When designing children's bedrooms, 'make sure your youngster can easily use storage alternatives to promote independence and the capacity to keep a space organized,' says Cam Dowski, an interior designer and founder of We Buy Houses Chicago.
Tom Nolan is the founder of All Star Home, a home improvement company that helps individuals turn their house into the home of their dreams. As a home improvement expert, Tom is always looking for ways that people can live better in their homes, including minimizing clutter.
Cam Dowski is an interior designer and founder of We Buy Houses Chicago. Cam has over ten years in the real estate industry.
Theresa Russell is an intentional home organizer and founder and CEO of Home and Heal. Based in San Diego, CA, the company helps advise how to release mental and physical clutter to achieve an organised home.
3. Invest in functional storage solutions
'Invest in functional storage solutions that cater to your child's specific needs. Consider using labeled bins, shelves, and drawer organizers to make it easy for your child to find and put away their belongings. Additionally, utilize vertical space with wall-mounted shelves and hooks to maximize floor space', advises Ben Gold, Founder of Recommended Home Buyers.
Where possible, try to integrate storage into furniture items. This can help maximize your space without having to add extra items to a room to store your items.
Roman Smolevskiy, owner of A+ Construction & Remodeling recommends, 'Built-in shelves, under-bed storage, and multi-functional furniture like bed frames with drawers are great for saving space.' Not only are these great storage options, but can also be beautiful additions to your child's room.
Headboard shelving can give your children a great opportunity to proudly display their best items while encouraging them to choose their favorite items and hide away or declutter the rest.
On a budget? We recommend this Prepac Sonoma Full/Queen Tall Slant-Back Free Standing Bookcase Headboard from Walmart. Children's beds with drawers, such as this Euroco Wood Twin Platform Bed With Two Storage Drawers from Walmart can blend into the background, while conveniently storing a mass of mess.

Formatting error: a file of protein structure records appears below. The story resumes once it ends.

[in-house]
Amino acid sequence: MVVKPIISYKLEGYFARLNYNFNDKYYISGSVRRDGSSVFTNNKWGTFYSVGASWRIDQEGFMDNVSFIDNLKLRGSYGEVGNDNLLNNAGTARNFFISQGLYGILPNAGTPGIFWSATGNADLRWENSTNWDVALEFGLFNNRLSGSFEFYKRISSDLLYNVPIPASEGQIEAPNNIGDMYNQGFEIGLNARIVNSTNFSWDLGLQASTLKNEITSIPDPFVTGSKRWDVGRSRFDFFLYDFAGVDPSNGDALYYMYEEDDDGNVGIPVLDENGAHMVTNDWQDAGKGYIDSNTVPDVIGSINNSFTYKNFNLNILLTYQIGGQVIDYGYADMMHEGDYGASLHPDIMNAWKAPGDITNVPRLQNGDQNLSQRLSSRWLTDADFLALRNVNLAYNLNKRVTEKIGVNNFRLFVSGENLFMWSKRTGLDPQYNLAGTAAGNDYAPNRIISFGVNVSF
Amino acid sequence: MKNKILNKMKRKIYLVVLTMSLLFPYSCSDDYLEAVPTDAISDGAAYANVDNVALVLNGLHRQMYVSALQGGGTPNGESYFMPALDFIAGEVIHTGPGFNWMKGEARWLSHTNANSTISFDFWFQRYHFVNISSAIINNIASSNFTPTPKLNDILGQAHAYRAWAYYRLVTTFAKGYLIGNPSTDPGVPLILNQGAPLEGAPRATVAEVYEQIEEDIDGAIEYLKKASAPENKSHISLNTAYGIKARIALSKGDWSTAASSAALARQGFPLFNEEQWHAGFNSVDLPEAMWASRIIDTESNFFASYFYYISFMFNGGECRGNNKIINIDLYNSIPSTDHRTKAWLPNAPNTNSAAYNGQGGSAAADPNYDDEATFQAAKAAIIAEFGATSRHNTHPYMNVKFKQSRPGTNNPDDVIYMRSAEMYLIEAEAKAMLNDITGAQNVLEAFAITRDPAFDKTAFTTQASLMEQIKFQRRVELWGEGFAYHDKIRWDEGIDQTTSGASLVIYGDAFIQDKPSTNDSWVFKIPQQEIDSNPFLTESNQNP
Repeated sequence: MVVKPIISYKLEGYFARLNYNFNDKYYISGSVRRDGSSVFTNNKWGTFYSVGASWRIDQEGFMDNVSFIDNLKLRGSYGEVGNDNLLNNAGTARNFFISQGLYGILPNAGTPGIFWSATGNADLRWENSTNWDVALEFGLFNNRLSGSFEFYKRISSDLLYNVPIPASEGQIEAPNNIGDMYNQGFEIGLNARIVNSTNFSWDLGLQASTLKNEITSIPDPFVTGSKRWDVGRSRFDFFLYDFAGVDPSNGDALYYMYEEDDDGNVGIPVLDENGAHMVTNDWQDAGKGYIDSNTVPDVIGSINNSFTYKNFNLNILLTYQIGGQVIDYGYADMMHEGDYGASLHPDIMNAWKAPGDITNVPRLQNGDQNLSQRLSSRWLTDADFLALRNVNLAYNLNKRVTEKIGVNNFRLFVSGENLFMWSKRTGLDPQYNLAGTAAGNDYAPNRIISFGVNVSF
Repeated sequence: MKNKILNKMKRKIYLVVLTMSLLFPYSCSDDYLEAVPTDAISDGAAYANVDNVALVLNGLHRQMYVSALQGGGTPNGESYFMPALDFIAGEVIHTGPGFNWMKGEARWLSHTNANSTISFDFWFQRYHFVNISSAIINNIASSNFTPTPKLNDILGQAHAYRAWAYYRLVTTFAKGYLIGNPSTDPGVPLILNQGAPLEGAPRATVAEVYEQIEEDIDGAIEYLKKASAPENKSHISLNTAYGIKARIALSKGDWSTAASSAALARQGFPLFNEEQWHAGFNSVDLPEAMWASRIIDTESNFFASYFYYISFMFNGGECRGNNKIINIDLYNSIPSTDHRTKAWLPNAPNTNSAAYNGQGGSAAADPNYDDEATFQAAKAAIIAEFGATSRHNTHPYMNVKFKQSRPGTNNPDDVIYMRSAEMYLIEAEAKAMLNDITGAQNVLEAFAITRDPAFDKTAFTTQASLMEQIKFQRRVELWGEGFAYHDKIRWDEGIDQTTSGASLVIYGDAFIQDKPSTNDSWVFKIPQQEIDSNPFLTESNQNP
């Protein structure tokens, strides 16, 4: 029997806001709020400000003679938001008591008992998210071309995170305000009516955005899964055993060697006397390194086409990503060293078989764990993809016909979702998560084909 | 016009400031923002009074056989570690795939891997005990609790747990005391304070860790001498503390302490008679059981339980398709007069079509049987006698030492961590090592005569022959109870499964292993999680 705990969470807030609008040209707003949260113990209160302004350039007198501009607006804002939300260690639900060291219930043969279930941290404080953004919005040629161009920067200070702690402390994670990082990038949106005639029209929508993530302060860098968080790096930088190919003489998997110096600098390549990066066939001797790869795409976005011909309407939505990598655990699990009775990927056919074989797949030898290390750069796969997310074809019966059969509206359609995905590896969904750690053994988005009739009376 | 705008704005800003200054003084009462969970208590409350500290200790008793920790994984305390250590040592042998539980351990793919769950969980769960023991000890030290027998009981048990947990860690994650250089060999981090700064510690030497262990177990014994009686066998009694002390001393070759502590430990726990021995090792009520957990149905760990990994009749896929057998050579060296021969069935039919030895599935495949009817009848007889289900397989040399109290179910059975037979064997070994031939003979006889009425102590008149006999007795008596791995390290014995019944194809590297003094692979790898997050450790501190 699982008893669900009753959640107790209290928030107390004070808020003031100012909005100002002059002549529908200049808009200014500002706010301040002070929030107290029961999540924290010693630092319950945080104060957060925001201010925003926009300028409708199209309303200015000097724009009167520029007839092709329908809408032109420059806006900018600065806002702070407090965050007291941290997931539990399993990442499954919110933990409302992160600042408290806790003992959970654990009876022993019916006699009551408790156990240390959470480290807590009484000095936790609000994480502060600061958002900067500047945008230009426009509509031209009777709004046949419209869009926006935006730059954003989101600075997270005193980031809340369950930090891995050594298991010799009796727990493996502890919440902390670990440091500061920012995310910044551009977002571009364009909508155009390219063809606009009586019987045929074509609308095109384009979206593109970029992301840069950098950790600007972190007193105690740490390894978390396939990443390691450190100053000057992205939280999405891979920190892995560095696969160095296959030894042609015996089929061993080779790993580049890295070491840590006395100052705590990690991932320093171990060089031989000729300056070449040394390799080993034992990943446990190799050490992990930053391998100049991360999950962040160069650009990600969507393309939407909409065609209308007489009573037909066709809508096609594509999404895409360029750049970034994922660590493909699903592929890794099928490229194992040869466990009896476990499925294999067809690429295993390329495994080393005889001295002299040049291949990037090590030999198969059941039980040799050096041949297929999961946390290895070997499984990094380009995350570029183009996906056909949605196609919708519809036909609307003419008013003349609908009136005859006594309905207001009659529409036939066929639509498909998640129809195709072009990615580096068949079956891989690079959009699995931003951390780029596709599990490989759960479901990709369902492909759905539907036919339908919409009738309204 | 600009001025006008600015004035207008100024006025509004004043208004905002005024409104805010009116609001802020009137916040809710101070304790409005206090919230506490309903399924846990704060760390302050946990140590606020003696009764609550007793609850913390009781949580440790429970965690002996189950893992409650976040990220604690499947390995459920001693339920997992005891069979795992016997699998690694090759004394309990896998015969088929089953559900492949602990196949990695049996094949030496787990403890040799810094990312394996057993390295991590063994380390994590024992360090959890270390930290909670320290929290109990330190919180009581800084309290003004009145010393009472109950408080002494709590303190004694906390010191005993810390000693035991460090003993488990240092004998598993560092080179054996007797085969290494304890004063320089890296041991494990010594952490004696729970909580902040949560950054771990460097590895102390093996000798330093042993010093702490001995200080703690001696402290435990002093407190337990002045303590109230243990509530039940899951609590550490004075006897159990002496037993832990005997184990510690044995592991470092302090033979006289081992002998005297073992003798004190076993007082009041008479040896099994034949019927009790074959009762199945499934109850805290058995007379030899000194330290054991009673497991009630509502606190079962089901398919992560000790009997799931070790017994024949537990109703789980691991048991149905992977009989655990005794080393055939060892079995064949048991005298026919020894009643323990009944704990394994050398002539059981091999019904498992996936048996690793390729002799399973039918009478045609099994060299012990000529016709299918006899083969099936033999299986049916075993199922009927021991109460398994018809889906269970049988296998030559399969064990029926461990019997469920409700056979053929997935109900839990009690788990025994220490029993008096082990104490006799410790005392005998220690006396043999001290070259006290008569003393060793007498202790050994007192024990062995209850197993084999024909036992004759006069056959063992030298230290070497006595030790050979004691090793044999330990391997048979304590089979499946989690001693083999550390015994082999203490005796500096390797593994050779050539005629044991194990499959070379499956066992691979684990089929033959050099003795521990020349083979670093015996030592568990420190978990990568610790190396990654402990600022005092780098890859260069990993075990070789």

'You could also consider a loft bed to free up floor space for other activities,' continues Roman, or simply to add storage under the bed. These beds are often multifunctional, such as the ATH-S Loft Bed from Amazon, which has shelves that also function as the ladder steps to the bed. This Greer Twin Loft Storage Bed from Walmart has in-built roomy shelves for books, baskets and toys.
Organizing toys Another storage solution that you can customize based on the interiors of your child's room are storage baskets or bins which can be used on on shelves, under beds or in cupboards to keep items organised and categorised. Plus they look great!
Tom Nolan says, 'Use square bookshelves, which can easily hold a soft or hard-sided bin. These bins are perfect for quickly sorting children’s clothing, without folding, or keeping small toys in order. Integrating these storage solutions in your children’s room also provides visual interest in the space, and makes it unique, so your child can feel like they have a space that’s specifically theirs, without it losing the character of being a children’s room.'
These Sorbus Foldable Storage Cube Basket Bins, available at Walmart and in a range of colors, can be a simple solution to your storage problems and can even be easily folded and stored away when not in use.
Roman Smolevskiy is the owner of A+ Construction & Remodeling in Sacramento. The company provides home & kitchen remodelling services.
4. Organize items based on their usage
Home organizer Amanda Wiss, Founder of Urban Clarity, recommends, 'In regards to what you put back and how, I like to organize things but also be realistic with kids' rooms. Think about what your child uses every day/very regularly and those items can live in more easily accessible places. Things they don't use regularly can be kept in a less accessible place/higher shelf/storage bin.'
For the items you child is going to be using regularly, you may want to consider having somewhere easy to put them that can maintain a clean space but won't require too much effort to tidy away for your child. For example, putting toys in a basket rather than having to arrange them neatly on shelves or putting regularly used clothes in a drawer where they don't necessarily need to be folded to fit, while keeping infrequently used clothes (winter clothes during in the summer season), neatly folded away.
5. Declutter one section at a time
How do you declutter when you feel overwhelmed? Professional organizers suggest you tackle an area of the room at a time.
Macie Kreutzer, the founder and content creator at For the Love of Simple sayss, 'After starting with a complete cleanout, declutter one area at a time instead of trying to do the whole room at once.